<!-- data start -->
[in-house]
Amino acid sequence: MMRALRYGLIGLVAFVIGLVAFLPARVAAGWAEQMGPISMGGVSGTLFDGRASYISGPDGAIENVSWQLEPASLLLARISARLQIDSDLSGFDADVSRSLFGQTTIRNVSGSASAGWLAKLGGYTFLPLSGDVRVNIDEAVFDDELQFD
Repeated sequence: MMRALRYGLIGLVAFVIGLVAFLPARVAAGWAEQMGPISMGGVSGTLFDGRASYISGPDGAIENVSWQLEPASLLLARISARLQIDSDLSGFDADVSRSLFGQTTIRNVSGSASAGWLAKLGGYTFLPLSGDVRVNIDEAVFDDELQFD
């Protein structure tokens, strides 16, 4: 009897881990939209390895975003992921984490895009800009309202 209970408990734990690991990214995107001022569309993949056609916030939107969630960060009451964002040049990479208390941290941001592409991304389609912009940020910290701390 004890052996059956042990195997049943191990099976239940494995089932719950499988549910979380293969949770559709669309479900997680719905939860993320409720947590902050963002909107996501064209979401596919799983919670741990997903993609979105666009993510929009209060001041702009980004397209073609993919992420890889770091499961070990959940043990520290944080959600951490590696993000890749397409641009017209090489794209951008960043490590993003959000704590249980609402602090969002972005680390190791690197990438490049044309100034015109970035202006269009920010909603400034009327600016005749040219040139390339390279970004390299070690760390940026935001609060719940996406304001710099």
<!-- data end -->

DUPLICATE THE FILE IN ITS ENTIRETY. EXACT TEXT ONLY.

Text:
[in-house]
Amino acid sequence: MMRALRYGLIGLVAFVIGLVAFLPARVAAGWAEQMGPISMGGVSGTLFDGRASYISGPDGAIENVSWQLEPASLLLARISARLQIDSDLSGFDADVSRSLFGQTTIRNVSGSASAGWLAKLGGYTFLPLSGDVRVNIDEAVFDDELQFD
Repeated sequence: MMRALRYGLIGLVAFVIGLVAFLPARVAAGWAEQMGPISMGGVSGTLFDGRASYISGPDGAIENVSWQLEPASLLLARISARLQIDSDLSGFDADVSRSLFGQTTIRNVSGSASAGWLAKLGGYTFLPLSGDVRVNIDEAVFDDELQFD
């Protein structure tokens, strides 16, 4: 009897881990939209390895975003992921984490895009800009309202 209970408990734990690991990214995107001022569309993949056609916030939107969630960060009451964002040049990479208390941290941001592409991304389609912009940020910290701390 004890052996059956042990195997049943191990099976239940494995089932719950499988549910979380293969949770559709669309479900997680719905939860993320409720947590902050963002909107996501064209979401596919799983919670741990997903993609979105666009993510929009209060001041702009980004397209073609993919992420890889770091499961070990959940043990520290944080959600951490590696993000890749397409641009017209090489794209951008960043490590993003959000704590249980609402602090969002972005680390190791690197990438490049044309100034015109970035202006269009920010909603400034009327600016005749040219040139390339390279970004390299070690760390940026935001609060719940996406304001710099």